IN THE EUROPEAN CRISIS
Nations; and it is the Allies more especially whom this war is forcing to apply themselves to its solution.
The nations of this danger-zone have been free, but deprived of their independence; some are highly cultivated and their extent is considerable, they are the greatest among the small nations. Finally, it is necessary to emphasize the striking fact, that three of these nations are dismembered in different states; the Serbo-Croats are divided into four states and seven administrative bodies; the Poles into three states; the Czechs and Slovaks into two states; this dismemberment explains the special significance of the Serbo—Croatian, Polish and Bohemian questions.
5.—We are always speaking of smaller and greater, of small and great nations—what then is the proper definition of a small and of a great nation? What makes a nation great? What is the problem of a small nation and how does such a problem come to exist?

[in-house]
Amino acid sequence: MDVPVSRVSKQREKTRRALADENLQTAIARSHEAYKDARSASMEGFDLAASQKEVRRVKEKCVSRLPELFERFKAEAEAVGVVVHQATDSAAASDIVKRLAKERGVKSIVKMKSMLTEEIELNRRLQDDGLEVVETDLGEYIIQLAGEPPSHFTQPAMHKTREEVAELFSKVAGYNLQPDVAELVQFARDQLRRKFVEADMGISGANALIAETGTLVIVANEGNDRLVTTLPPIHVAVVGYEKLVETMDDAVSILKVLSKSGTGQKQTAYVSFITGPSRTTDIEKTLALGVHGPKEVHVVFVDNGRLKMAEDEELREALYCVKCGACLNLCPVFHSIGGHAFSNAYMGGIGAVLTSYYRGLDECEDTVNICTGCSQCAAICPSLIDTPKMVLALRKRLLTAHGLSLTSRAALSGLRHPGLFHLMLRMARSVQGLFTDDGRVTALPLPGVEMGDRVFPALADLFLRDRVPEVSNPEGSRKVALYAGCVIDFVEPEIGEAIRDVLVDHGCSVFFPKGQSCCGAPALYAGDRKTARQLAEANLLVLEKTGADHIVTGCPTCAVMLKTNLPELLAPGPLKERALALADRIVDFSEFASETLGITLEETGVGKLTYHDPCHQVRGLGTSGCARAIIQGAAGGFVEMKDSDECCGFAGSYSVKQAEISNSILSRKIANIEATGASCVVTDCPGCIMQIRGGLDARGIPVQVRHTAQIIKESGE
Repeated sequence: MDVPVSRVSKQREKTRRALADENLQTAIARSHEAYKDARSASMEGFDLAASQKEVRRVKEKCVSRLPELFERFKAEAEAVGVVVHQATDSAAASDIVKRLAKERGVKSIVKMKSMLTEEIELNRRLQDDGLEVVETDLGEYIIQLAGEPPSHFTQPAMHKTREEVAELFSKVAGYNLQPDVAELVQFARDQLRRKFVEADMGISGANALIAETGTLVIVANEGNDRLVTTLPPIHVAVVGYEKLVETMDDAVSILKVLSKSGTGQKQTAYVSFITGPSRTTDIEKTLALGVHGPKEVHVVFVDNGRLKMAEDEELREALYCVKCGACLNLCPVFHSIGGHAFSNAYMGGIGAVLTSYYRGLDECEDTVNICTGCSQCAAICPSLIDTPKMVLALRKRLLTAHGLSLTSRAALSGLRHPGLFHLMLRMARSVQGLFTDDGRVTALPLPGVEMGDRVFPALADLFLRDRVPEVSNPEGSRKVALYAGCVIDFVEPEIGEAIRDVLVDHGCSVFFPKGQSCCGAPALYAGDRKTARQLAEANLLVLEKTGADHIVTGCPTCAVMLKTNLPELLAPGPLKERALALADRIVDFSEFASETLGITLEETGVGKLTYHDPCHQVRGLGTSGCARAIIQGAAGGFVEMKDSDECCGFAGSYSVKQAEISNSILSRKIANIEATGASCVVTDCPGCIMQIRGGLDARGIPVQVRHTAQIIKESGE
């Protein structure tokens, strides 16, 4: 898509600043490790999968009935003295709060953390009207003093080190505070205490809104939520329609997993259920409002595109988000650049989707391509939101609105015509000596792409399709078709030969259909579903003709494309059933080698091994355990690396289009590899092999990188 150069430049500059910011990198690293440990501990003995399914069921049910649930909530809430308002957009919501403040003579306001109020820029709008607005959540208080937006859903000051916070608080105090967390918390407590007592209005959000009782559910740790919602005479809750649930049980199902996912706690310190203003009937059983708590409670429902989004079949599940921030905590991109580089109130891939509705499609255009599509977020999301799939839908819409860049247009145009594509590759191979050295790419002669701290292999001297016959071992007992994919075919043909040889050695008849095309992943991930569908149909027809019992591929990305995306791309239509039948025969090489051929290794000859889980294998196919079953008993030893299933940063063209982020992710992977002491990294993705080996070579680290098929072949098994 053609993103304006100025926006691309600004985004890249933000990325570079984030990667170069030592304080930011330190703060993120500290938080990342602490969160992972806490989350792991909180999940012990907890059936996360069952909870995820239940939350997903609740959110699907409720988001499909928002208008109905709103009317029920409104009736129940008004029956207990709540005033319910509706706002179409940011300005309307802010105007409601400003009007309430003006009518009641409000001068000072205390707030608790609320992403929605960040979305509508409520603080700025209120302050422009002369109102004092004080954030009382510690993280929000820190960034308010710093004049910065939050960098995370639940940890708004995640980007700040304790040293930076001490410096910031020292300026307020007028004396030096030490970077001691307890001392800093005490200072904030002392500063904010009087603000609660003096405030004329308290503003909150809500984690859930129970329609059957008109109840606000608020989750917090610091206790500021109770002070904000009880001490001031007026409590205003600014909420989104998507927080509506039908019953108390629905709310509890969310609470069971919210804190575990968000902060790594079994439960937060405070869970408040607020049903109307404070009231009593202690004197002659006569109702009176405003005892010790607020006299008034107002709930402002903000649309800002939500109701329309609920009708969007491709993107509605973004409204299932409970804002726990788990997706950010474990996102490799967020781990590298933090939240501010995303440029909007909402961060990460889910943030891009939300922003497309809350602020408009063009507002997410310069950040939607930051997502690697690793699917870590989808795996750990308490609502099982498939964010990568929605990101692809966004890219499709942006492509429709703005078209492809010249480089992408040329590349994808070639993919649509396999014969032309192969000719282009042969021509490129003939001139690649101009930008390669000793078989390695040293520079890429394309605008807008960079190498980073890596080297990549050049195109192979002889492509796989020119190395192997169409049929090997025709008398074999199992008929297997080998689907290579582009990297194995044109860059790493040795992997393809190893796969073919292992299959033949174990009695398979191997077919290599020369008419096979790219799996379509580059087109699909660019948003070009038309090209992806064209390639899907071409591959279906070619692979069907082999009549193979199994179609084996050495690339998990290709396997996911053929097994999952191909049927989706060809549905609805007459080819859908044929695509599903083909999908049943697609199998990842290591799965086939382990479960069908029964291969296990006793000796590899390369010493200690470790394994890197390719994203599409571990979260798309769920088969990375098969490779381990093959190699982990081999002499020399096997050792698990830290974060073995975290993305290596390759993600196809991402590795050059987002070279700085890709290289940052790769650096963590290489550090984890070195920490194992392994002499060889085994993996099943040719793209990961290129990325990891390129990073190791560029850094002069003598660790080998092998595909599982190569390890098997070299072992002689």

The very notion of greatness and smallness is relative and correlative; the more so, if the number of the population, or the extent of the territory of a state or a nation is taken as the principle of the classification.
The most numerous population is in Russia, Germany and Austria-Hungary, and the Russians and Germans are in this sense the greatest nations; the English, French, Italians and Spaniards (we are not considering the nations outside Europe) are smaller. Some sociologists will perhaps put the Russians, Germans and English as one class (eighty-six—forty-ﬁve millions), the French, Italians, and Spaniards (forty—twenty millions) in a middle class. A third category would be formed by nations under twenty millions, say the Poles, Roumanians, Serbo-Croats and